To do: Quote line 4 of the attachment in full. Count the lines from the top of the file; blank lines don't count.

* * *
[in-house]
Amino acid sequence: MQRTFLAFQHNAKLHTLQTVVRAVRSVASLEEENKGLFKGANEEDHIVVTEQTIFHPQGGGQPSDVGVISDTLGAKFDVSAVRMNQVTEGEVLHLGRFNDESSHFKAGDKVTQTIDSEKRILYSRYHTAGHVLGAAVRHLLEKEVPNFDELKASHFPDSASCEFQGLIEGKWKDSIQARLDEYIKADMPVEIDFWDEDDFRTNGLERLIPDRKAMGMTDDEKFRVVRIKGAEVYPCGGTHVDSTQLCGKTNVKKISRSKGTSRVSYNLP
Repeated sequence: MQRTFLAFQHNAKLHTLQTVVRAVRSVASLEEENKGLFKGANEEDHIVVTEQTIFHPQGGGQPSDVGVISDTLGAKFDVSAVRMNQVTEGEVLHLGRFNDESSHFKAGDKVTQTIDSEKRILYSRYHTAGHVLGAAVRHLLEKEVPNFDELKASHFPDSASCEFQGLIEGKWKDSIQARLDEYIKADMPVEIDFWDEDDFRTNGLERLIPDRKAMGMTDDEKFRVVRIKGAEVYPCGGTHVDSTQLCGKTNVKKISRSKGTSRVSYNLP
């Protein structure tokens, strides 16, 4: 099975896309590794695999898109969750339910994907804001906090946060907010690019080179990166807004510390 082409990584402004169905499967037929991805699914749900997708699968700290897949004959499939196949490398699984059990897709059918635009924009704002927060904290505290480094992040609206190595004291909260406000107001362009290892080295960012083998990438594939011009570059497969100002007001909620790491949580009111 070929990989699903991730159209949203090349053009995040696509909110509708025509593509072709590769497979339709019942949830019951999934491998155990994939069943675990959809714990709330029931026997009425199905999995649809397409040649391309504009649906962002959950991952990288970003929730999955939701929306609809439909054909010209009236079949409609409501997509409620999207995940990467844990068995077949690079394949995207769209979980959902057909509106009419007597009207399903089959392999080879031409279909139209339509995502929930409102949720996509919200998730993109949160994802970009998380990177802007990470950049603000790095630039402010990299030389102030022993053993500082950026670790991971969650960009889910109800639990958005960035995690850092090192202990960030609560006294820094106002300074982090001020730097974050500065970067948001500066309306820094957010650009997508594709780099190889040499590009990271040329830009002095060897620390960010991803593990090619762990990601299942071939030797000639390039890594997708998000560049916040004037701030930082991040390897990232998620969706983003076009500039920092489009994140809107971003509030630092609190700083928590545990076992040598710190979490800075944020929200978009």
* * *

């Protein structure tokens, strides 16, 4: 099975896309590794695999898109969750339910994907804001906090946060907010690019080179990166807004510390 082409990584402004169905499967037929991805699914749900997708699968700290897949004959499939196949490398699984059990897709059918635009924009704002927060904290505290480094992040609206190595004291909260406000107001362009290892080295960012083998990438594939011009570059497969100002007001909620790491949580009111 070929990989699903991730159209949203090349053009995040696509909110509708025509593509072709590769497979339709019942949830019951999934491998155990994939069943675990959809714990709330029931026997009425199905999995649809397409040649391309504009649906962002959950991952990288970003929730999955939701929306609809439909054909010209009236079949409609409501997509409620999207995940990467844990068995077949690079394949995207769209979980959902057909509106009419007597009207399903089959392999080879031409279909139209339509995502929930409102949720996509919200998730993109949160994802970009998380990177802007990470950049603000790095630039402010990299030389102030022993053993500082950026670790991971969650960009889910109800639990958005960035995690850092090192202990960030609560006294820094106002300074982090001020730097974050500065970067948001500066309306820094957010650009997508594709780099190889040499590009990271040329830009002095060897620390960010991803593990090619762990990601299942071939030797000639390039890594997708998000560049916040004037701030930082991040390897990232998620969706983003076009500039920092489009994140809107971003509030630092609190700083928590545990076992040598710190979490800075944020929200978009």